The Biographies of Madame de Stael and Madame Roland

By: Child, Mrs. ; [Lydia Maria Child 1802-80]

Price: $99.94

Quantity: 1 available

Book Condition: Very Good


Ladies' Family Library - 1 ; ix, 265 [1] pages; Publisher's smooth light brown cloth, flat spine with printed paper label. The spine has now toned to a pleasant shade of tan, there are a couple of narrow chips to the right side of the long label (with loss of one letter at bottom), and just minor points of light wear at the tip of the spine at the top. Diffuse foxing to the plain endpapers, title page, and scattered throughout -- as is typical of American paper of the time. Page edges untrimmed (the half title has a small tear at the fore-edge, otherwise not yet opened at the top edge to an adjacent front blank). There is a faint pencil signature "H. Little / 1845" on the front free endpaper, otherwise, no other marks of any sort. The engraved frontispiece portrait of Madame De Stael has retained its original tissue guard (sized only to cover the image) -- but it has lightly offset onto the guard and through it to form an even fainter shadow on the title page. A landmark of early American writing for, by, and about, women.During a long life, Lydia Maria Child (1802 – 1880) was an abolitionist, a women's rights activist, an opponent of American expansionism, an Indian rights activist, a novelist, a journalist and a Unitarian. She had notable achievements in each of these diverse fields. She started life as Lydia Maria Francis in Medford, Massachusetts. Her older brother, Convers Francis, became a Unitarian minister. Lydia started her education at a local dame school and later studied at a women's seminary. Upon the death of her mother, she went to live with her older sister in Maine where she studied to be a teacher. During this time, her brother, Convers, a Unitarian minister, who had been educated at Harvard College and Seminary, saw to his younger sister’s education in literary classics. She read an article in the 'North American Review' suggesting that New England history offered much material to a prospective novelist. Inspired by this article, Lydia immediately wrote the first chapter of a novel entitled 'Hobomok'. Encouraged by her brother's praise, she finished it in six weeks, and 'Hobomok: A Tale of Early Times' was published (anonymously) in 1824. From this time until her death she wrote, and published, continually. Lydia Francis taught school until 1828, when she married Boston lawyer David Lee Child. Lydia Child and her husband began to associate themselves with the anti-slavery cause in 1831 through the personal influence and writings of William Lloyd Garrison. Mrs. Child was a also a committed women's rights activist, but did not believe significant progress for women could be made until after the abolition of slavery. But while she did postpone her political activism concerning women's rights, Lydia Child wrote and published a series of books intended for the use and edification of women -- 'The American Frugal Housewife,' a book of kitchen, economy and directions (1829; and eventually a 33rd edition appeared in 1855); and 'The Mother's Book' (1831), an early American instructional book on child rearing, subsequently published in editions in England and Germany. In 1832, she wrote this volume, intended to be the first of 'The Ladies' Family Library,' a series of biographies (which eventually extended to 5 volumes, 1832–1835). The first words to the Preface to this first volume makes Lydia Child's intentions clear - and she even is specific about the design and style of the physical appearance of her proposed volumes: "The object of the Ladies' Family Library is to furnish a series of volumes, which will suit the taste, and interst the feelings of women.... The volumes will be handsomely printed, each containing a good engraving. As the series will be numbered upon the outside, and not upon the title-page, purchasers can make such selections as they choose, and have them bound in whatever order they think proper." Indeed, there is an unsually large printed paper label mounted to the spine, which, along with the half title, is the only reference to a volume number for this first appearance of 'The Ladies' Family Library,' and Mrs. Child's suggestion that buyers might bind to their own taste and requirements was evidently taken up by most, as this early American trade cloth binding is now quite scarce, particularly in such fresh condition.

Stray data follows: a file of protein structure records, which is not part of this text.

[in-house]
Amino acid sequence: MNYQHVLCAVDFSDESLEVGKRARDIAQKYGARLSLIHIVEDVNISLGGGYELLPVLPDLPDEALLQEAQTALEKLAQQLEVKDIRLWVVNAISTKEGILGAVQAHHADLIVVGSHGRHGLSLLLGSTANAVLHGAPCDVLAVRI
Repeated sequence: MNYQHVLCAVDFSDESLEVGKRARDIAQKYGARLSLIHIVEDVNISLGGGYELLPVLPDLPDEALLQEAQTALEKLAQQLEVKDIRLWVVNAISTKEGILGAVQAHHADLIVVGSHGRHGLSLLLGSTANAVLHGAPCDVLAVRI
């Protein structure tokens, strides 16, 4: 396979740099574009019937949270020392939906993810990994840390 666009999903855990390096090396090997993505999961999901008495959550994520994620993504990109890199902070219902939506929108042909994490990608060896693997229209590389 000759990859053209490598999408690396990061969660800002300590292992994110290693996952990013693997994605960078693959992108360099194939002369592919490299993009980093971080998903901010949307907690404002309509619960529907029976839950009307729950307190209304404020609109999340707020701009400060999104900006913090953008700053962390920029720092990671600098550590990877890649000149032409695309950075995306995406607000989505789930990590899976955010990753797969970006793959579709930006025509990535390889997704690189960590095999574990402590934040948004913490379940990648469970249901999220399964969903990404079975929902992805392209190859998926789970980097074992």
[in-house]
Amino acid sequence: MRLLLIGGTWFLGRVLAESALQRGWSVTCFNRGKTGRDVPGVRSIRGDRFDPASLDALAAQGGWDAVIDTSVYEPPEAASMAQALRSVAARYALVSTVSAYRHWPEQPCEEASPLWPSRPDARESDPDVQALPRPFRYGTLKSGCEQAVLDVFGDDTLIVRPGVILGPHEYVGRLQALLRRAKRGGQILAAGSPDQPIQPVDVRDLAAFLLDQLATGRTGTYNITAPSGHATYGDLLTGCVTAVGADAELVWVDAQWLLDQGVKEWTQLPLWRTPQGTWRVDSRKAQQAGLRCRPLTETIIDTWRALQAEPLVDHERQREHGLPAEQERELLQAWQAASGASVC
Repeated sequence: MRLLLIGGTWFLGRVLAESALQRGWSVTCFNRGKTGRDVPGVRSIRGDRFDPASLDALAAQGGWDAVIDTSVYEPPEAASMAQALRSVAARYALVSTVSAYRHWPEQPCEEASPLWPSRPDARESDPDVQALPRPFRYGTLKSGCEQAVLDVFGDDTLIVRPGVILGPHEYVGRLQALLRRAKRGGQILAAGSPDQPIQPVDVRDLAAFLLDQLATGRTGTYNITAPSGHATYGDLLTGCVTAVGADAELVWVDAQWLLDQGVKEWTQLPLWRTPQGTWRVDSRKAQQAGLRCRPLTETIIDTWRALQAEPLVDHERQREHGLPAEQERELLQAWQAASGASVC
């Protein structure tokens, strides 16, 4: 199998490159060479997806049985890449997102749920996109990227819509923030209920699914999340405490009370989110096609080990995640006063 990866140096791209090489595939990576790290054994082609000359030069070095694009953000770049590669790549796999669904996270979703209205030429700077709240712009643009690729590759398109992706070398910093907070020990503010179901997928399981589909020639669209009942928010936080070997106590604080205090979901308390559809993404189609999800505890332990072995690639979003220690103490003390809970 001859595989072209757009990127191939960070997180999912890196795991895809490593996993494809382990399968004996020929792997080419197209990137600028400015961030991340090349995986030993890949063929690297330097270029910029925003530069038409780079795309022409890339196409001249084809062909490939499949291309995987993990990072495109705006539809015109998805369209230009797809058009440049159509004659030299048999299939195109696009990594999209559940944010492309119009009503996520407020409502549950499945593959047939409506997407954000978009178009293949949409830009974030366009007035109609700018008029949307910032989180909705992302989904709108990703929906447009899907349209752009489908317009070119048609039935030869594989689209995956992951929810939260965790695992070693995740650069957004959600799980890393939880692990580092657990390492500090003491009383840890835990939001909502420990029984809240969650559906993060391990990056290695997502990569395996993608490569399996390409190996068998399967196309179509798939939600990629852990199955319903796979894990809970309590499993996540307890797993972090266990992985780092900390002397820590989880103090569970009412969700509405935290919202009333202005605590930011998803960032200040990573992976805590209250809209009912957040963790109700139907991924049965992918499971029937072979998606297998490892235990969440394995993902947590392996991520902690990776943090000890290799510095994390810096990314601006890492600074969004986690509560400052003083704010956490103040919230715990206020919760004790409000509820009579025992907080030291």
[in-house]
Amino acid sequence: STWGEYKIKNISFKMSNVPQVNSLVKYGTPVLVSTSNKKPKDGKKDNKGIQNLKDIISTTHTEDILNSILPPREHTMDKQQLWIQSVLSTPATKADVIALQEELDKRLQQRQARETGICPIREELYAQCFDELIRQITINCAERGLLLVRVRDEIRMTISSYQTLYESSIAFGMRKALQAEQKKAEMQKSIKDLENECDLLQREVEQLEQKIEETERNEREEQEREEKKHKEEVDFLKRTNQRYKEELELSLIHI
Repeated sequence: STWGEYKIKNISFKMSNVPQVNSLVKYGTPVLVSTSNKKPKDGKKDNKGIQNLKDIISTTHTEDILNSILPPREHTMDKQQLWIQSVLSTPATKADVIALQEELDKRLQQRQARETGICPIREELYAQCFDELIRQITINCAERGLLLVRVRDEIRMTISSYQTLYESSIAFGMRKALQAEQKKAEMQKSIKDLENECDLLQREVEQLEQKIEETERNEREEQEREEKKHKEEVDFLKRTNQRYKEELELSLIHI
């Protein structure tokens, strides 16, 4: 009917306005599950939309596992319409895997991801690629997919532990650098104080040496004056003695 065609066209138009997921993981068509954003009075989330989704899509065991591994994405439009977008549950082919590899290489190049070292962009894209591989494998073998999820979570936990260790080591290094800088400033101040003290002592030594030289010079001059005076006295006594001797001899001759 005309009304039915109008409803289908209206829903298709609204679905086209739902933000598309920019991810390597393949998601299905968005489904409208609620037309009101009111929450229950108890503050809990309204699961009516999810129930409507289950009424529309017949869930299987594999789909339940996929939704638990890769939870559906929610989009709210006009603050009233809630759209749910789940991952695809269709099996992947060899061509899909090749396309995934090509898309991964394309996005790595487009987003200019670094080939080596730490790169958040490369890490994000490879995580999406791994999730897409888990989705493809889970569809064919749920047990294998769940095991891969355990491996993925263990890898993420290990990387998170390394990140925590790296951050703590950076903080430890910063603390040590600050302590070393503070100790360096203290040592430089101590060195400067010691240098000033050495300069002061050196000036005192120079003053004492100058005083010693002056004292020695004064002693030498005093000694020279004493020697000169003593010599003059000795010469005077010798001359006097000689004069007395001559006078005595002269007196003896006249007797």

Title: The Biographies of Madame de Stael and Madame Roland

Author Name: Child, Mrs. ; [Lydia Maria Child 1802-80]

Categories: Social History, Womens Studies and Women Authors, 19th Century, Antiquarian Books, History and Area Studies, Biography and Autobiography,

Edition: First Edition; First Printing

Publisher: Boston, Carter and Hendee: 1832

Binding: Hardcover

Book Condition: Very Good

Size: 12mo

Seller ID: 38656

Keywords: Feminism Women's studies American cloth binding Abolition